Khamenei appears to reject key aspect of Lausanne framework

Iran's supreme leader specifically rejects limits on Tehran's research and development into nuclear technology that would last a decade or more.

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June 24, 2015 00:50
1 minute read.
Iranian Supreme Leader Ayatollah Ali Khamenei

Iranian Supreme Leader Ayatollah Ali Khamenei. (photo credit: REUTERS)

 
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WASHINGTON -- Iran's supreme leader has apparently rejected key provisions of a framework agreement reached in April between his negotiators and those of six world powers.

The rebuke, in a speech delivered live on Iranian television on Tuesday, specifically rejected limits on Tehran's research and development into nuclear technology that would last a decade or more.

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According to parameters of the framework reached in Lausanne, Switzerland, released at the time by the White House, Iran at the time agreed to "limit domestic enrichment capacity and research and development... for ten years."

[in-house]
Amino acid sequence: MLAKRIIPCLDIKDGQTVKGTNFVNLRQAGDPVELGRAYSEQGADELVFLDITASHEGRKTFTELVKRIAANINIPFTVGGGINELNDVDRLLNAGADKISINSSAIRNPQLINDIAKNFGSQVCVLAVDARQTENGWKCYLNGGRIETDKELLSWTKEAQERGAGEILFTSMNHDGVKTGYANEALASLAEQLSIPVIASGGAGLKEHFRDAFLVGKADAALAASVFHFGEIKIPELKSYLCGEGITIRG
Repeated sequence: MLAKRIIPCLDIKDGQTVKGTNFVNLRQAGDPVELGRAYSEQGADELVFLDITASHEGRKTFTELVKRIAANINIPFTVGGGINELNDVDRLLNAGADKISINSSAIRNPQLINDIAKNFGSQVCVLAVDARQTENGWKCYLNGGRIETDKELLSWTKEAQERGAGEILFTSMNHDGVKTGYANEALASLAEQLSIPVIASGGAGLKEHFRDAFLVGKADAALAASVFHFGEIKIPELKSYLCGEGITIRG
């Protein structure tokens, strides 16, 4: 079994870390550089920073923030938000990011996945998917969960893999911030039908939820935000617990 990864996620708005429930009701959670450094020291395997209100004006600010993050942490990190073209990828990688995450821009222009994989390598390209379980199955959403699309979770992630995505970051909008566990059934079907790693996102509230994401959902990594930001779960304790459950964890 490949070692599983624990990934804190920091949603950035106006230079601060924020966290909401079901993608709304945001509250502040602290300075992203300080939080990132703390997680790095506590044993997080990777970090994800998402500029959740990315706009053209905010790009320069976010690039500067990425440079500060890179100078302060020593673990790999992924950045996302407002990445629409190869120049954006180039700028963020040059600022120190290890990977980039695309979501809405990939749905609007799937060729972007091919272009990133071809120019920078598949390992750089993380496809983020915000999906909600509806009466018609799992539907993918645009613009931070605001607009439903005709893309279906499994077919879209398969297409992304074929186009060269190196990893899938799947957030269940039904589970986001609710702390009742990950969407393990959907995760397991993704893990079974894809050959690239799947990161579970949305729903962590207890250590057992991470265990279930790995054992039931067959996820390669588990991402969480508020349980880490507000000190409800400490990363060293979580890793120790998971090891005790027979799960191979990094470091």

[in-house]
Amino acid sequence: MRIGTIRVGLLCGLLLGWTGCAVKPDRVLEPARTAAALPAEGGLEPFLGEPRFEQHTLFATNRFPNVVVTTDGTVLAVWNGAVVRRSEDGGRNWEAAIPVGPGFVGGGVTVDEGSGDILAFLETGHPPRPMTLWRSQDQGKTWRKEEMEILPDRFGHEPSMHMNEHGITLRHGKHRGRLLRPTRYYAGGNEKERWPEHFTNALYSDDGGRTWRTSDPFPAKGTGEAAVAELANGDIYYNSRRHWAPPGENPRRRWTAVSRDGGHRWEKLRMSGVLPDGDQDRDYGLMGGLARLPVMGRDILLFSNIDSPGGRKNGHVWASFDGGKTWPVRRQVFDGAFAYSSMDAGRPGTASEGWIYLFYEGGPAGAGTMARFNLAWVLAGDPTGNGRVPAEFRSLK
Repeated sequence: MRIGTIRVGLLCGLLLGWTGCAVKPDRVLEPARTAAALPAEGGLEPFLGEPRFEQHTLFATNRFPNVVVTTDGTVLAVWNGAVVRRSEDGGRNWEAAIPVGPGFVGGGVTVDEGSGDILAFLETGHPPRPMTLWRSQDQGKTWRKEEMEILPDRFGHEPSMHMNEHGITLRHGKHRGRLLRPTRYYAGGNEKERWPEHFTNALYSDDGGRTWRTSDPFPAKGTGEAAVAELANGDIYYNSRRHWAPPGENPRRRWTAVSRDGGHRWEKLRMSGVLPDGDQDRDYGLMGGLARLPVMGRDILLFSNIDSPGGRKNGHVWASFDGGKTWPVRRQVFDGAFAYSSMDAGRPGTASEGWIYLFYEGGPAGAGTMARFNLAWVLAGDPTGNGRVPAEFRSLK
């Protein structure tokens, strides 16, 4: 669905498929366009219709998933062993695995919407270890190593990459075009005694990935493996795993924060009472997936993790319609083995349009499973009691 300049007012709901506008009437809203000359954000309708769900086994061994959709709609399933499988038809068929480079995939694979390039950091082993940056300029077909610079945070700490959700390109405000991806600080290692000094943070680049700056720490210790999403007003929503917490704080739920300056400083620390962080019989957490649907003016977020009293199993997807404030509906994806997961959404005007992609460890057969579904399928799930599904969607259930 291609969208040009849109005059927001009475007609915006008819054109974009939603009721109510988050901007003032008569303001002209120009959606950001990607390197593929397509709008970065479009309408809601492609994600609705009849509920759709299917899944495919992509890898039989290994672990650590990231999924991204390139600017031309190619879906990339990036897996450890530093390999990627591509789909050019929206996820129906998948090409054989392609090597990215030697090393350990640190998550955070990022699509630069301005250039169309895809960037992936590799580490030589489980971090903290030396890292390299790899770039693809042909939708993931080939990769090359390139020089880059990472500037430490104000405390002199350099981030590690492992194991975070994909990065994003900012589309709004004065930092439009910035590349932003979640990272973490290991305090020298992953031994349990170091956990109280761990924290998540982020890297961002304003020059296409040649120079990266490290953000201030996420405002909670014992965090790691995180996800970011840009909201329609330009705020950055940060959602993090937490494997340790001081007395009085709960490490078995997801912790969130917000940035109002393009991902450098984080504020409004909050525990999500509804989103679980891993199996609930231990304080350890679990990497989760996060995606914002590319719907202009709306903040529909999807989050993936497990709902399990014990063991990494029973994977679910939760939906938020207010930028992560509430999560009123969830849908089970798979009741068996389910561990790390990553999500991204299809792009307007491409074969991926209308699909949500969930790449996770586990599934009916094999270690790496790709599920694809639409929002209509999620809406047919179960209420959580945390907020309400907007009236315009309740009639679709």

But "freezing Iran's research and development (R&D) for a long time like 10 or 12 years is not acceptable," Ayatollah Ali Khamenei stated on Tuesday.

R&D is explicitly limited four times in the White House document. Those limits specifically constrict R&D on enrichment for ten years, and R&D on advanced centrifuge technology for fifteen years.

The document does not mention any "freeze" of R&D, though its use of advanced centrifuge models is also banned for "at least" ten years.

Responding to Khamenei's comments, a State Department official told The Jerusalem Post that US negotiators were focused on their private discussions with their Iranian counterparts.

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“Our focus remains in the negotiating room, not on public comments," the official said. "We are committed to the understandings we reached in Lausanne and believe that it is the basis for a good deal. We will see, in the negotiations, if Iran does likewise."

Khamenei also said that all sanctions— including US sanctions, imposed and lifted by the president as well as by Congress— would have to be lifted "immediately" upon the signing of a final deal.

US President Barack Obama has already signed a bill into law which allows Congress to review any nuclear agreement with Iran, in its entirety, for thirty days after the deal is signed.

"All financial and economic sanctions imposed by the UN Security Council, the US Congress or the US government should be lifted immediately when we sign a nuclear agreement," Khamenei said.

Khamenei also reiterated his opposition to any inspections at Iran's nuclear sites, characterizing his position as a "red line" in the historic talks.

The US, Britain, France, Russia, China and Germany hope to clinch a final nuclear deal with Iran by June 30 in Vienna.

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